A student’s guide to the 2016 budget

3 May 2016

Written by: Matthew Elmas

Treasurer Scott Morrison has delivered his long awaited 2016 budget, but what does it mean for students?

It’s that time of the year again – Treasurer Scott Morrison has officially unveiled his highly anticipated budget.

Australia is only two months out from a double dissolution election, which means the budget is the last major move of the Abbott-Turnbull government.

They will take the results to the election on July 2nd.

The Turnbull government’s economic plan includes a myriad of measures, but cuts to universities, a new jobs program for young people and increases to the tobacco excise stand to impact students the most.

Higher Education – fee deregulation scrapped

 

The ABC is reporting that the budget has scrapped the coalition’s controversial fee deregulation policy, but that they are still seeking $2 billion in savings from the sector.

The plan, which reportedly amounts to a 20% cut in public funding for universities, has been buffered by a number of suggested reforms, including lowering the HELP repayment threshold so that those earning $40,000 per year would pay back their loans.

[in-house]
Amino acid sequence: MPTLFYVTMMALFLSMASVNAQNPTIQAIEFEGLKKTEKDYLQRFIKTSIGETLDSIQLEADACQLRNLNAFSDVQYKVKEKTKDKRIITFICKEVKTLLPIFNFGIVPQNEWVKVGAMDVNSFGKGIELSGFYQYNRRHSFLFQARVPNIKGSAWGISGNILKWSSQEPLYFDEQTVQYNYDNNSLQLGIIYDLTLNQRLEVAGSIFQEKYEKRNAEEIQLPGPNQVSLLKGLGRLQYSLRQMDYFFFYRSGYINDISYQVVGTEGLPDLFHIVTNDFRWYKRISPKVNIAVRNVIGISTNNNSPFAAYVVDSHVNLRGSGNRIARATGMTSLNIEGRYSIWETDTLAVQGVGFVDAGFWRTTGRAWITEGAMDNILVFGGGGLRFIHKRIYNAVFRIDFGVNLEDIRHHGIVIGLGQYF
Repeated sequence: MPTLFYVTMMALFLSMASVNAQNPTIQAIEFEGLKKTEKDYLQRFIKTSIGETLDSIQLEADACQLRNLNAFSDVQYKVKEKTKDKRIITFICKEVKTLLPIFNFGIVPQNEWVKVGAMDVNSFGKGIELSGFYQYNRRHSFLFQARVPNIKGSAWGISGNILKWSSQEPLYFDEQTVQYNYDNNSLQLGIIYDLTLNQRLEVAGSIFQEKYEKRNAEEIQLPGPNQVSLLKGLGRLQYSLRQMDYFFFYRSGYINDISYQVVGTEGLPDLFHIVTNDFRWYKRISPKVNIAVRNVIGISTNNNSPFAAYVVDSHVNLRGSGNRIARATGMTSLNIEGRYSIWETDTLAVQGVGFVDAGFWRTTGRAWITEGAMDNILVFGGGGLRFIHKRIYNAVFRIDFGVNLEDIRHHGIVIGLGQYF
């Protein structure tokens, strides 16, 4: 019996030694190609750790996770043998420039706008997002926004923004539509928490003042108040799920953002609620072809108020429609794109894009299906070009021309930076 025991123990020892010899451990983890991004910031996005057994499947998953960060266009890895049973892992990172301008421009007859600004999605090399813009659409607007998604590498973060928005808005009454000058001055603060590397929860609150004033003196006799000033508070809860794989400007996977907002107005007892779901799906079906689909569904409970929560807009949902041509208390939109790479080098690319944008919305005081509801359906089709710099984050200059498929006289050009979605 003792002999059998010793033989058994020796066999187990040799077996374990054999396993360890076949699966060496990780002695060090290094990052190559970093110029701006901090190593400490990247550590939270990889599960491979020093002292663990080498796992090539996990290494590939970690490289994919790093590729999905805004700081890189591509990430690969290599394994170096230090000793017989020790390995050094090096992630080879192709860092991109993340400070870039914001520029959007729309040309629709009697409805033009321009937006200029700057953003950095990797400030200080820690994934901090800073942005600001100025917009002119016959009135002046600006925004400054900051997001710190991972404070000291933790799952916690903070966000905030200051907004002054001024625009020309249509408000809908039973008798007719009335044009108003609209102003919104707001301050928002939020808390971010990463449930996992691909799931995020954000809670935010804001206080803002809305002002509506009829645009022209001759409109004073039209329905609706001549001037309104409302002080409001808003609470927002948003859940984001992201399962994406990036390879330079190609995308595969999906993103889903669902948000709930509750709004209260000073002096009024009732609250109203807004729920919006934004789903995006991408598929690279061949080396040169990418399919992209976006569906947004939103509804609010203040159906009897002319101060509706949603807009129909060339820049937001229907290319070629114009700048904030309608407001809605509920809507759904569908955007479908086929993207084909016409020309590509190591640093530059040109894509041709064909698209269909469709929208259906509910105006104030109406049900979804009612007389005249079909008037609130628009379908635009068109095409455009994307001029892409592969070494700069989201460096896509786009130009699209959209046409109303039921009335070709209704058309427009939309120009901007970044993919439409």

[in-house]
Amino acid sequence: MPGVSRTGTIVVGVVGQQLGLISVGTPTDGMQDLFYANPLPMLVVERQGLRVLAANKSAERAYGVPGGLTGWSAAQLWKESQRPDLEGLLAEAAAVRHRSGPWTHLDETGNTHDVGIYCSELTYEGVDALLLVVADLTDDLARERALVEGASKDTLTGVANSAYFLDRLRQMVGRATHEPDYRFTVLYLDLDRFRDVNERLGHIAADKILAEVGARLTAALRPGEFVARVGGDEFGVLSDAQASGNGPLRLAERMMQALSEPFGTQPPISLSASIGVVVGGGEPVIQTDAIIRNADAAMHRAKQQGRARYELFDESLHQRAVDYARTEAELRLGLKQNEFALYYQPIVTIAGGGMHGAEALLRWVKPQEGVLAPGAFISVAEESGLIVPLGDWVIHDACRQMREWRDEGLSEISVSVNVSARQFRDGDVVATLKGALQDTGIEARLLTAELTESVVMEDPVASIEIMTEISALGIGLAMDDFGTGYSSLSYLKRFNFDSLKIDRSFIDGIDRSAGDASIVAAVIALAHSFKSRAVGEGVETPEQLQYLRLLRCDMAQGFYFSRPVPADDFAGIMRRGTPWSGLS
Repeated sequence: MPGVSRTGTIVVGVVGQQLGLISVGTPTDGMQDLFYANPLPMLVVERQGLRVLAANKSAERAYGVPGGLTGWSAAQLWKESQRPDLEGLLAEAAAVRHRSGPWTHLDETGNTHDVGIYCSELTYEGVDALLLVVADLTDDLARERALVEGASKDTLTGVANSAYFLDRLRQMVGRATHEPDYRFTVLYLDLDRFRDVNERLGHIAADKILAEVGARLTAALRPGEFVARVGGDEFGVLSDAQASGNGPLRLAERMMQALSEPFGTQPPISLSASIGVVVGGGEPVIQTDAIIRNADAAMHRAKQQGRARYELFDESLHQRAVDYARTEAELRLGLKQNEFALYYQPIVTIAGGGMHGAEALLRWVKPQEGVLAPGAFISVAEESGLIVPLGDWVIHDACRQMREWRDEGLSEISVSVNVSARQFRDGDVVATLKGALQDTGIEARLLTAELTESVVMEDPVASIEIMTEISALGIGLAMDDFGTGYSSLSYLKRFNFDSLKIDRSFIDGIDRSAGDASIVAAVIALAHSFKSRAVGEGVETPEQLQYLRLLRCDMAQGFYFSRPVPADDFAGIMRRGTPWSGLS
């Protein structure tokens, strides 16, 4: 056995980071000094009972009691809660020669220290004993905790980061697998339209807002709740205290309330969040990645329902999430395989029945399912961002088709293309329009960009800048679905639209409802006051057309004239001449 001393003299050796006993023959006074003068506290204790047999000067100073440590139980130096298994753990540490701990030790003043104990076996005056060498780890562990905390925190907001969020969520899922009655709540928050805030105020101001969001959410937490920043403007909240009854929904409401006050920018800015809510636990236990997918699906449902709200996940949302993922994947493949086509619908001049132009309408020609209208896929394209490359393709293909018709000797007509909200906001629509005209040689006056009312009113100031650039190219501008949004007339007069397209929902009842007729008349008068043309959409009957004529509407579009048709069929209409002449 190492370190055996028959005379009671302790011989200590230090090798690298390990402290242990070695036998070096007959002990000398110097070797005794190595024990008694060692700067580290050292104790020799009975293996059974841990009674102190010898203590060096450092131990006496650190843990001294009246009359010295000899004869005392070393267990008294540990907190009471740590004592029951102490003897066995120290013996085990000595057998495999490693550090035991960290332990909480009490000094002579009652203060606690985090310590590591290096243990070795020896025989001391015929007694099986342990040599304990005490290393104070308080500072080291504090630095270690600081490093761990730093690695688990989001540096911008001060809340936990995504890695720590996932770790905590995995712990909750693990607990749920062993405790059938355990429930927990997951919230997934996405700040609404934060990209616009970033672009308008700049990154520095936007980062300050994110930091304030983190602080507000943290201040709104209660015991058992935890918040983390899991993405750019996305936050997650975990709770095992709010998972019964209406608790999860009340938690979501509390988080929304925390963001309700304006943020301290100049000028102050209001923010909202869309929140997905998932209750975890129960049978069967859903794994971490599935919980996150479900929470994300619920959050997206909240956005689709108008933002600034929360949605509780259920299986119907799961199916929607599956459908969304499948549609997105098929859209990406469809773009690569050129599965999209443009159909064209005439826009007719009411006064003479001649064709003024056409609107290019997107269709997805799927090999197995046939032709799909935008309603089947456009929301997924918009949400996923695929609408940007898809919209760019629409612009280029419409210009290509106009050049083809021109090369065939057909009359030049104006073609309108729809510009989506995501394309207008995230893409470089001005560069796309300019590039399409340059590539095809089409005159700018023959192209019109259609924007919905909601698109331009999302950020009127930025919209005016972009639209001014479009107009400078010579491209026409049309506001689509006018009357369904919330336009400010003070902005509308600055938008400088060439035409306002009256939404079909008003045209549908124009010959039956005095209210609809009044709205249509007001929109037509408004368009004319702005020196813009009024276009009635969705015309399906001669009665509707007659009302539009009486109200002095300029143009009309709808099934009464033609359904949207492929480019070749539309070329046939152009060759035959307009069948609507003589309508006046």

The government has also previously floated plans to go after the estates of dead individuals who still have HELP debt in what has been dubbed by students as a “death tax.”

The reforms aim to secure the longevity of the HELP loan program, which has been flagged as unsustainable by the government and researchers.

However, this may not be the last we’ve heard of fee deregulation, with the budget papers suggesting that the higher education reforms announced in the 2014-15 Budget have merely been “delayed” an additional year to “undertake further consultation.”

“The government is currently undertaking consultation on a redesign of the VET FEE-HELP scheme, following the release of a discussion paper on 29 April 2016. A redesigned VET FEE-HELP scheme is aimed at improving the integrity and sustainability of the scheme,” the budget paper states.

upstart talked to students and industry experts about the government’s plans for higher education last month.

 

PATH – Jobs for young people

 

The budget includes plans to assist young people finding employment, with Treasurer Scott Morrison announcing the “Prepare, Trial, Hire” (PATH) program.

“From 1 April 2017, young job seekers, who need to boost their job-readiness, will participate in intensive pre-employment skills training within five months of registering with job active,” Morrison said.

According to Morrison the program will run over three stages dedicated to skills training, internships and wage subsidies.